Search This Blog

Wednesday, June 17, 2015

The Fish-Man


Somewhere near the mouth of the Fraser River lived a girl who had refused all suitors.
After a while, a man came to visit her and lay with her at night.
The girl said to him, "You must stay until daylight, and show yourself to my parents."
He answered, "No, I am too poor. Your people would not like me."
As he continued to come every night, the girl told her parents, and they were very angry. Then Fish-Man caused the sea to recede for many miles from the village. He let all the freshwater streams dry up, and no rainfall. The animals became thirsty and left the country. The people could get no fish, no game, and no water to drink.
The girl told the people, "My lover has done this because you were wroth with him and refused him."
Then the people made a long walk of planks over the mud to the edge of the sea. At the end of this they built a large platform of planks, which they covered with mats. They heaped many woolen blankets on it. Then they dressed the girl in a fine robe, combed and oiled her hair, painted her face, and put down on her head. Then they placed her on the top of the blankets and left her there. At once the sky became overcast, rain fell, the springs burst out, the streams ran, and the sea came in. The people watched until the sea rose and floated the platform with the blankets. They saw a man climb up beside the girl
They stood up, and the girl called, "Now all is well. I shall visit you soon."
Night came on, and they saw them no more. In two days she came back and told the people, "I live below the sea, in the fish country. The houses there are just the same as here, and the people live in the same way."
She returned again with her husband bringing presents of fish. She said, "Henceforth people here shall always be able to catch plenty of fish."
Once more she came to show them her newly born child. After that she returned to the sea and was never seen again.
Source: Franz Boas, Folk-Tales of Salishan and Sahaptin Tribes = Memoirs of the American Folk-Lore Society, vol. 11 (Lancaster and New York: American Folk-Lore Society, 1917), p. 131.
This tale was collected by James A. Teit.
A note by Teit concerning his source: "This myth ... I collected at Hope [on the Fraser River], where interior influence is rather strong. Similar versions are said to be current among the Spuzzum Indians. The narrator was an old man who could speak some Thompson.
The Fraser River flows through British Columbia, Canada, into the Strait of Georgia at the site of present-day Vancouver.
Artist: Carl Ray, a self-taught artist, was born in 1943 on the Sandy Lake First Nation reserve in Northern Ontario.
Title: "Fish"

Friday, June 12, 2015



Ravens are the largest songbird in North America. Raven are often referred to by some indigenous tribes as the 'secret keepers' and are the subject of many stories. Their ebony black color is sometimes associated with darkness. Ravens are very intelligent and are able mimic the sounds other birds and can squawk out some human words. Ravens are found in many different regions and climates.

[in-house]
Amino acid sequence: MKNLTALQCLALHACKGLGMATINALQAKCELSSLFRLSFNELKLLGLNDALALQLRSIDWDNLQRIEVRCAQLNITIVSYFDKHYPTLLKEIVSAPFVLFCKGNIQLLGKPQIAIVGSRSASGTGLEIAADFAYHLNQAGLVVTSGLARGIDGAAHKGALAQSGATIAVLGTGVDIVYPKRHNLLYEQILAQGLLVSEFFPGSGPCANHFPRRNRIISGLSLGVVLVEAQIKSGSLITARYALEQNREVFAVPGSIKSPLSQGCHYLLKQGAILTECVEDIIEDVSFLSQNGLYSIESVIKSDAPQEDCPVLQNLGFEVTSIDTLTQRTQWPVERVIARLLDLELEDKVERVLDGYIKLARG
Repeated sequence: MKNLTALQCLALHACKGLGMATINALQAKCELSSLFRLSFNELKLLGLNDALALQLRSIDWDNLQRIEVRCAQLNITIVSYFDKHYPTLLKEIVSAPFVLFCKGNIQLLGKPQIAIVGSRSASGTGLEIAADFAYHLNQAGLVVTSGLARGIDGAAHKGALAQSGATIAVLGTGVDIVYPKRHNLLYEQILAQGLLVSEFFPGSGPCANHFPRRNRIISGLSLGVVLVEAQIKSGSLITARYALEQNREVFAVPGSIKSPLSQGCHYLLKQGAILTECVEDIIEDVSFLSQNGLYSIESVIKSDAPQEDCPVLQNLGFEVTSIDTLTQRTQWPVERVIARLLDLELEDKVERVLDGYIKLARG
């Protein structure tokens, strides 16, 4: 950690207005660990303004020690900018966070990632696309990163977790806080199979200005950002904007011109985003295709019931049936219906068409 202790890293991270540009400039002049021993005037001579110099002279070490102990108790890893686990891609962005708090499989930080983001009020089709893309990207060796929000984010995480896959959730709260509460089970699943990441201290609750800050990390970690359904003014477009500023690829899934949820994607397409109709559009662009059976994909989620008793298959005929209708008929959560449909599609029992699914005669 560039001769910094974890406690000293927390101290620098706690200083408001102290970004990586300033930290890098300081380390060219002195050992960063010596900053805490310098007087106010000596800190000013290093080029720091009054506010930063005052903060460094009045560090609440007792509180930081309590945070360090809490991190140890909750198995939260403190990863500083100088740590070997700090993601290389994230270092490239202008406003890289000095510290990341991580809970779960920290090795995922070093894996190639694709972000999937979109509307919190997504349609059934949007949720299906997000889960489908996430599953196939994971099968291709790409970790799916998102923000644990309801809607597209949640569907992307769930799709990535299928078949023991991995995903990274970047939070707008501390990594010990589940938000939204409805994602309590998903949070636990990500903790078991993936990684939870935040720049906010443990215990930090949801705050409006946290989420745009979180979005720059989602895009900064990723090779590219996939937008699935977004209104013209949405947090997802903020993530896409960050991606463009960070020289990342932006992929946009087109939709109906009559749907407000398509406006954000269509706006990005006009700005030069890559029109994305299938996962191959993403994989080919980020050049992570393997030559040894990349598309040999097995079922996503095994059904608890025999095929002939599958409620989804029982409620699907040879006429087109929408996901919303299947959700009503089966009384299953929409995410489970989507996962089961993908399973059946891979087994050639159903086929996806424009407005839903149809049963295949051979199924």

The raven spirit guide is not chosen by those who seek its wisdom. The raven only comes to those to whom it may speak in private and share its secrets with the knowledge its mysteries will be well guarded by one who already possesses wisdom.

The raven is known as the 'Secret Keeper by some native tribes because of their way of silently perching near people and 'listening' to conversations then flying away in a flutter shrieking an eerie sound or mimicking a human word. Because of their inky black color they are linked to a place where fear and secrets are kept.

When the sun shines on the ravens shiny body it sometimes reflects many colors is therefore sometimes said it has the ability to transform itself, especially when it makes the call of another species. If the raven is seen in dreams or visions it may mean significant changes are about to take place.

Ravens are intelligent and can be seen in the wild 'instructing' other birds and animals. From the raven, we may learn ways to become better teachers and understand the languages of many.

Regardless of common European belief, the raven is not an omen of death and should never be feared as its messages are those that can benefit the listener. The Creator did not make any evil creatures on Mother Earth.

Because of ravens ability to make a variety of sounds and high pitched vibrations are known to alter consciousness, the raven is sometimes credited with the ability to transform, move into other dimensions or to shape shift. We may expect frequent changes if the raven is perched on your shoulder.

~Arapaho Proverb


Before eating, always take the time to thank the food. 
~ Arapaho Proverb